New Hampshire Heating and Cooling Costs

By Nate Rogers, E.I.T. | September 15, 2021

On a recent project, I was asked to estimate heating and cooling costs for a variety of HVAC systems on a large new construction commercial building. My research and results lead to some very useful insight that I find myself applying to many of my projects. Let’s start with the following table from NH.gov which breaks down heating fuel values:

 

Fuel Type Price/Unit Heat Content

/Unit

System Efficiency Price/MMBTU
Fuel Oil (#2) $2.75/Gallon 138,500 80% $24.81
Propane $3.11/Gallon 91,333 80% $42.62
Kerosene $3.33/Gallon 135,000 80% $30.86
Natural Gas (1st Tier) $0.84/Therm 100,000 80% $10.48
Natural Gas (2nd Tier) $0.84/Therm 100,000 80% $10.48
Electricity
(Resistance Heat)
$0.16/kwh 3,412 100% $48.14
Electricity
(Air Source Heat Pump)
$0.16/kwh 3,412 250% $19.26

There’s a lot of information packed in, but it’s only the last column that matters. At only $10.48 per MMBTU (Metric Million British Thermal Unit) natural gas is the clear winner for heating applications. In addition, the U.S. Energy Information Administration predicts the cost of natural gas will come down slightly in 2022. On the other end of the spectrum, electric resistance heat at $48.14 per MMBTU is almost comically expensive. As a designer, I do my best to avoid electric resistance heating, but there are certain small areas where supplemental electric resistance heating is practical. The one important row that an untrained eye may miss is the very last: Air Source Heat Pump. At $19.26 per MMBTU the cost appears to be middle of the pack but consider the following points. Heat pump technology has improved significantly in the last 10 years and has reached a point where more than 300% efficiency can be achieved. Furthermore, an air source heat pump system provides both heating and cooling so although the equipment is expensive, you only need to install one system for the building. Finally, an electric HVAC system becomes even more appealing with the possibility of solar panels.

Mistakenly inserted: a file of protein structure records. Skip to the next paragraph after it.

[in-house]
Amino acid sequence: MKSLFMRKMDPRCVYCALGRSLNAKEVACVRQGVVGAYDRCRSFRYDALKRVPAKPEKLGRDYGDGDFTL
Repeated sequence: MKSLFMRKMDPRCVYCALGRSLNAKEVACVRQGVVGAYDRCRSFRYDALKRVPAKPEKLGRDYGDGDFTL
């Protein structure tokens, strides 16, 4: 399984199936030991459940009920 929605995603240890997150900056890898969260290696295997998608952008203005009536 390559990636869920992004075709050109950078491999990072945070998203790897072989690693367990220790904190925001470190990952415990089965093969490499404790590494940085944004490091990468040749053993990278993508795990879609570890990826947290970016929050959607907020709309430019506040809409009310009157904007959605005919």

The following is a summary of price forecasts from the U.S. Energy Information Administration

  2021 2022
Heating Oil (Propane or other) $2.97/Gallon $3.04/Gallon
Natural Gas $11.36/1,000 Cubic feet $11.23/1,000 Cubic feet
Electricity $0.1359/kwh $0.1382/kwh

Having this information in the back pocket has been very useful, but by no means ultimate. I still believe there are certain projects where propane is the right choice. It is helpful to have a measuring stick to consider the true operating costs of your new HVAC system. Give us a call if you need help estimating!

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